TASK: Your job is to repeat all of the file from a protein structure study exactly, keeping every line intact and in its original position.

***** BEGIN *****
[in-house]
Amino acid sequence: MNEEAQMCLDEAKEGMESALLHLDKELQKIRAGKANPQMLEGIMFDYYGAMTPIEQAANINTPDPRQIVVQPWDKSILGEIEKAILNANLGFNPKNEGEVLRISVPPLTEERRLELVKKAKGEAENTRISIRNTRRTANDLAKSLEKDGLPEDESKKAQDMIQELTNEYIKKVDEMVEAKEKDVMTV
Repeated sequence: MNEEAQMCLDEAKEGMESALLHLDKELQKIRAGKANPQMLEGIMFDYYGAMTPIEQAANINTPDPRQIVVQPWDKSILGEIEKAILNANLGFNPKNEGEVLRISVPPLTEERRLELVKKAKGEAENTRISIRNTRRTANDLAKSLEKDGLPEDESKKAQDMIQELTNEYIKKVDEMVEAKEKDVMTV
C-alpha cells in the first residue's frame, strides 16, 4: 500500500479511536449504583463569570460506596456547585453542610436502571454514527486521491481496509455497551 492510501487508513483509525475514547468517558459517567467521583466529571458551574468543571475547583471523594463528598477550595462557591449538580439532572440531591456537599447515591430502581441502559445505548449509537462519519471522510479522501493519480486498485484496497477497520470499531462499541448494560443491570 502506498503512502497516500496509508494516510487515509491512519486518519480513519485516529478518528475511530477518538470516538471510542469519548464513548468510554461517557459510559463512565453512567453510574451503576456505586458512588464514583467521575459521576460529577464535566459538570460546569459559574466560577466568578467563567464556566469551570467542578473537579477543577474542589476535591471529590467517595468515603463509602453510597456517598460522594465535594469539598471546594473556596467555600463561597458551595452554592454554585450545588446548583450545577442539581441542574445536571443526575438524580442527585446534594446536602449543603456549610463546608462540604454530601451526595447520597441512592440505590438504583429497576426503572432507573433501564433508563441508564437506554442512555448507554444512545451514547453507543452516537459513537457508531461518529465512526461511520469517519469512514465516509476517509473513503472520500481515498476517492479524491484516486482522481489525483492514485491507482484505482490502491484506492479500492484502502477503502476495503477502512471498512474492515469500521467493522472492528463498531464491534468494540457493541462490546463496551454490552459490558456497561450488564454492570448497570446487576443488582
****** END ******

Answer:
[in-house]
Amino acid sequence: MNEEAQMCLDEAKEGMESALLHLDKELQKIRAGKANPQMLEGIMFDYYGAMTPIEQAANINTPDPRQIVVQPWDKSILGEIEKAILNANLGFNPKNEGEVLRISVPPLTEERRLELVKKAKGEAENTRISIRNTRRTANDLAKSLEKDGLPEDESKKAQDMIQELTNEYIKKVDEMVEAKEKDVMTV
Repeated sequence: MNEEAQMCLDEAKEGMESALLHLDKELQKIRAGKANPQMLEGIMFDYYGAMTPIEQAANINTPDPRQIVVQPWDKSILGEIEKAILNANLGFNPKNEGEVLRISVPPLTEERRLELVKKAKGEAENTRISIRNTRRTANDLAKSLEKDGLPEDESKKAQDMIQELTNEYIKKVDEMVEAKEKDVMTV
C-alpha cells in the first residue's frame, strides 16, 4: 500500500479511536449504583463569570460506596456547585453542610436502571454514527486521491481496509455497551 492510501487508513483509525475514547468517558459517567467521583466529571458551574468543571475547583471523594463528598477550595462557591449538580439532572440531591456537599447515591430502581441502559445505548449509537462519519471522510479522501493519480486498485484496497477497520470499531462499541448494560443491570 502506498503512502497516500496509508494516510487515509491512519486518519480513519485516529478518528475511530477518538470516538471510542469519548464513548468510554461517557459510559463512565453512567453510574451503576456505586458512588464514583467521575459521576460529577464535566459538570460546569459559574466560577466568578467563567464556566469551570467542578473537579477543577474542589476535591471529590467517595468515603463509602453510597456517598460522594465535594469539598471546594473556596467555600463561597458551595452554592454554585450545588446548583450545577442539581441542574445536571443526575438524580442527585446534594446536602449543603456549610463546608462540604454530601451526595447520597441512592440505590438504583429497576426503572432507573433501564433508563441508564437506554442512555448507554444512545451514547453507543452516537459513537457508531461518529465512526461511520469517519469512514465516509476517509473513503472520500481515498476517492479524491484516486482522481489525483492514485491507482484505482490502491484506492479500492484502502477503502476495503477502512471498512474492515469500521467493522472492528463498531464491534468494540457493541462490546463496551454490552459490558456497561450488564454492570448497570446487576443488582